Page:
• A site that's at least 3 feet long by 3 feet wide.

Here's what you do:

1. Start by spreading a layer that is several inches thick of coarse, dry brown stuff, such as straw or cornstalks or leaves, where you want to build the pile.

2. Top that with several inches of green stuff.

3. Add a thin layer of soil.

4. Add a layer of brown stuff.

5. Moisten the three layers.

6. Continue layering green stuff and brown stuff with a little soil mixed in until the pile is 3 feet high. Try to add stuff in a ratio of 3 parts brown to 1 part green. (If it takes a while before you have enough material to build the pile that high, don't worry. Just keep adding to the pile until it gets to at least 3 feet high.)

7. Every couple of weeks, use a garden fork or shovel to turn the pile, moving the stuff at the center of the pile to the outside and working the stuff on the outside to the center of the pile. Keep the pile moist, but not soggy. When you first turn the pile, you may see steam rising from it. This is a sign that the pile is heating up as a result of the materials in it decomposing. If you turn the pile every couple of weeks and keep it moist, you will begin to see earthworms throughout the pile, and the center of the pile will turn into black, crumbly, sweet-smelling "black gold." When you have enough finished compost in the pile to use in your garden, shovel out the finished compost and start your next pile with any material that hadn't fully decomposed in the previous one.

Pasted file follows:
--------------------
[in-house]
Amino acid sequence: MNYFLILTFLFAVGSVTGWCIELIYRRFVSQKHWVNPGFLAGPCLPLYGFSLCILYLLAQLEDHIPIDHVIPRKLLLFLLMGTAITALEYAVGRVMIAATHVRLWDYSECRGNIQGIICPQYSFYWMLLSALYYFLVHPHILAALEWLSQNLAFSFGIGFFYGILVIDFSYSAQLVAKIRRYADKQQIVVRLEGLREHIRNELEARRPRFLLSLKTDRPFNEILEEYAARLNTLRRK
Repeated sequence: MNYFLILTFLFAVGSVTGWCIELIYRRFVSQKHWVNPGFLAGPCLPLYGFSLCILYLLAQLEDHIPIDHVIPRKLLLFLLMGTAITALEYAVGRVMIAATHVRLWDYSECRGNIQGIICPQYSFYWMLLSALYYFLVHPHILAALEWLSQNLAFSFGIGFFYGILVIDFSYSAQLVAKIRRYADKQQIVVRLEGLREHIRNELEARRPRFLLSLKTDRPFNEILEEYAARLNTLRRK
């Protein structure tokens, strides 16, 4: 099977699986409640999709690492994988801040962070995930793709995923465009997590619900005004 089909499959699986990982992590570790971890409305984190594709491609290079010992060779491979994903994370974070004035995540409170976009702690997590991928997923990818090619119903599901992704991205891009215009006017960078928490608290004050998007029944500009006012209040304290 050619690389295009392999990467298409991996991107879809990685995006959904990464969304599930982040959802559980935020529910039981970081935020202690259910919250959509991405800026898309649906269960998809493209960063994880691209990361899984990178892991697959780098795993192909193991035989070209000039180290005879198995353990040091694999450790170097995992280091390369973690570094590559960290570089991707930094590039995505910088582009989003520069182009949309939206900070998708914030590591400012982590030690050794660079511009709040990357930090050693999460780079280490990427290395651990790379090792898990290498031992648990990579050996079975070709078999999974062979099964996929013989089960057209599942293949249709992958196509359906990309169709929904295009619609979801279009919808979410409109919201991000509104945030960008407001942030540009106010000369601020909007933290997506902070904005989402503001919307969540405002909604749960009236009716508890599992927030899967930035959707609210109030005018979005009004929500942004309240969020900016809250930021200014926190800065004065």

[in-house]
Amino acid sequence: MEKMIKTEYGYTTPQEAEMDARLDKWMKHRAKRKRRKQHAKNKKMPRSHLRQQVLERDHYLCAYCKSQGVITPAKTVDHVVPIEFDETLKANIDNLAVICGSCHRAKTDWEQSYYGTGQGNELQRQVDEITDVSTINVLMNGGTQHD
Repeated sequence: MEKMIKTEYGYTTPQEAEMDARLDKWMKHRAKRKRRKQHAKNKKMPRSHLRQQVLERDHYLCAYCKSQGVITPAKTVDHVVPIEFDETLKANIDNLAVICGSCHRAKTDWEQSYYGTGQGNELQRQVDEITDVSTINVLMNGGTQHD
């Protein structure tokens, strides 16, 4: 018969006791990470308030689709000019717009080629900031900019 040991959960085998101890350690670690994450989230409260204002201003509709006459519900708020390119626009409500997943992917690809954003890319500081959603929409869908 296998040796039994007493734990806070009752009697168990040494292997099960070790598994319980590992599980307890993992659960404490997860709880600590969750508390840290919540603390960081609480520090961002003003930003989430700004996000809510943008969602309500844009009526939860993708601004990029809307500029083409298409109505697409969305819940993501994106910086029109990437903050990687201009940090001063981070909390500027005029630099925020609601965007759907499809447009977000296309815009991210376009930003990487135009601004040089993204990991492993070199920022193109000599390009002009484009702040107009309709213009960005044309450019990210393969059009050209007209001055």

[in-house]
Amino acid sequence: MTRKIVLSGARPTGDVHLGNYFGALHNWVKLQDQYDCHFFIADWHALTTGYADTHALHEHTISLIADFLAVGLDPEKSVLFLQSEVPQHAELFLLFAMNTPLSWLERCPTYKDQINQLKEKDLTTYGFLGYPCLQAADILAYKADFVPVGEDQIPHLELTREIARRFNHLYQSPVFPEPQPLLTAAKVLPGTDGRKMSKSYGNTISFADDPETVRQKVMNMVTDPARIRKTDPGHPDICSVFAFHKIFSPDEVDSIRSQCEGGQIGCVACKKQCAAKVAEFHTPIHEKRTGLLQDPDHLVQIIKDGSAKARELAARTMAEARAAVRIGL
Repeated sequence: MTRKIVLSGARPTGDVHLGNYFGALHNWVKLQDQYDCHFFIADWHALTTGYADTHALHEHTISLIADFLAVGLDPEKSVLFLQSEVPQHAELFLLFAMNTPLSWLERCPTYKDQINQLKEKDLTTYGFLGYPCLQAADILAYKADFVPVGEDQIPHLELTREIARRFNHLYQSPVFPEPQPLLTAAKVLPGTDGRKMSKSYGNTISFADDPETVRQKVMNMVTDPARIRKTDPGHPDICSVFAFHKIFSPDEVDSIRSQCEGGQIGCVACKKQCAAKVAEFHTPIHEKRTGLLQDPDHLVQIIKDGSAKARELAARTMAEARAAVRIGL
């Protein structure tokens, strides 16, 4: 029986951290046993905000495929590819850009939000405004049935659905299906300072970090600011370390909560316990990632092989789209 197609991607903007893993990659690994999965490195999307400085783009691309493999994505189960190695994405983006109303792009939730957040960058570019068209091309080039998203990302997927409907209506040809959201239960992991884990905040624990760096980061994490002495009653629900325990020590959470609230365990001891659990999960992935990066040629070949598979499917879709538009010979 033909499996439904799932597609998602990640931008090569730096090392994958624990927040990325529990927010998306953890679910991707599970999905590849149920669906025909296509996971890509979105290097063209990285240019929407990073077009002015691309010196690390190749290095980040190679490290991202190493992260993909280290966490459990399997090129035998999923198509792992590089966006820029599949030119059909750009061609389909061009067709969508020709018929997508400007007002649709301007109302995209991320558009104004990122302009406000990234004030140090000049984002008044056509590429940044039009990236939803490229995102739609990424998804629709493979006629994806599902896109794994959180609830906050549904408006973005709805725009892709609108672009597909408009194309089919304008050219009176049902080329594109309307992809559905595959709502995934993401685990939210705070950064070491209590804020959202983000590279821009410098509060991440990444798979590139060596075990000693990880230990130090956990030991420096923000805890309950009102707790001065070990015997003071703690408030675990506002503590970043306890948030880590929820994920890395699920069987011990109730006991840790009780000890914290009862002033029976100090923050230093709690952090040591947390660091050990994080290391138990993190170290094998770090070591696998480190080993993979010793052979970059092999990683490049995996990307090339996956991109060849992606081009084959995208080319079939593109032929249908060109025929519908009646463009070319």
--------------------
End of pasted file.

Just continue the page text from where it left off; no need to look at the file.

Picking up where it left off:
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You don't need a compost bin to make compost. You simply need a pile that is at least 3 × 3 × 3 feet. A pile this size will have enough mass to decompose without a bin. Many gardeners buy or build compost bins, however, because they keep the pile neat. Some are designed to make turning the compost easier or protect it from soaking rains. A bin may also be desirable to keep pets and wild animals from digging in the compost in search of tempting kitchen scraps, or for aesthetic reasons.

Pens made of wire fencing are good for stockpiling ingredients like dry leaves and grass clippings until they're needed in an active compost project, but the open sides let the outer materials get too dry for effective decomposition. Enclosed bins made of plastic or wood may become overly soggy without adequate ventilation and/or turning, but they're useful for keeping critters from raiding the compost pile.